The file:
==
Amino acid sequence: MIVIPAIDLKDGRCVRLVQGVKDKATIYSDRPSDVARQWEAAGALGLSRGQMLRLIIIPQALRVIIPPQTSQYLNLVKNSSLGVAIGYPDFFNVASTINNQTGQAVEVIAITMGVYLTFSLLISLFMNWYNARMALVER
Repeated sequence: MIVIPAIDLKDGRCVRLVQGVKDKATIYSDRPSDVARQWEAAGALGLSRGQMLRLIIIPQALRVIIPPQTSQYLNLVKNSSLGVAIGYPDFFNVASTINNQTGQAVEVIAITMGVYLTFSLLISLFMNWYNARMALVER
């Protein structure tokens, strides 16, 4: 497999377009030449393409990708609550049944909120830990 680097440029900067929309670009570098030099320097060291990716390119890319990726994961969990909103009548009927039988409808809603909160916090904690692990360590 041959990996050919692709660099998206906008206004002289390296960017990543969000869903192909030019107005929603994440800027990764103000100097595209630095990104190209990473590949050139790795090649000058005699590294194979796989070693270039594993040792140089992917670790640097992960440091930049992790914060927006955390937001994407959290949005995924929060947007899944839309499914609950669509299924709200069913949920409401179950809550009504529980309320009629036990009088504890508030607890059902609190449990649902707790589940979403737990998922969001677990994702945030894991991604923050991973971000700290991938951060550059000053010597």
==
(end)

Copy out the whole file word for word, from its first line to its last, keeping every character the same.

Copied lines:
Amino acid sequence: MIVIPAIDLKDGRCVRLVQGVKDKATIYSDRPSDVARQWEAAGALGLSRGQMLRLIIIPQALRVIIPPQTSQYLNLVKNSSLGVAIGYPDFFNVASTINNQTGQAVEVIAITMGVYLTFSLLISLFMNWYNARMALVER
Repeated sequence: MIVIPAIDLKDGRCVRLVQGVKDKATIYSDRPSDVARQWEAAGALGLSRGQMLRLIIIPQALRVIIPPQTSQYLNLVKNSSLGVAIGYPDFFNVASTINNQTGQAVEVIAITMGVYLTFSLLISLFMNWYNARMALVER
């Protein structure tokens, strides 16, 4: 497999377009030449393409990708609550049944909120830990 680097440029900067929309670009570098030099320097060291990716390119890319990726994961969990909103009548009927039988409808809603909160916090904690692990360590 041959990996050919692709660099998206906008206004002289390296960017990543969000869903192909030019107005929603994440800027990764103000100097595209630095990104190209990473590949050139790795090649000058005699590294194979796989070693270039594993040792140089992917670790640097992960440091930049992790914060927006955390937001994407959290949005995924929060947007899944839309499914609950669509299924709200069913949920409401179950809550009504529980309320009629036990009088504890508030607890059902609190449990649902707790589940979403737990998922969001677990994702945030894991991604923050991973971000700290991938951060550059000053010597």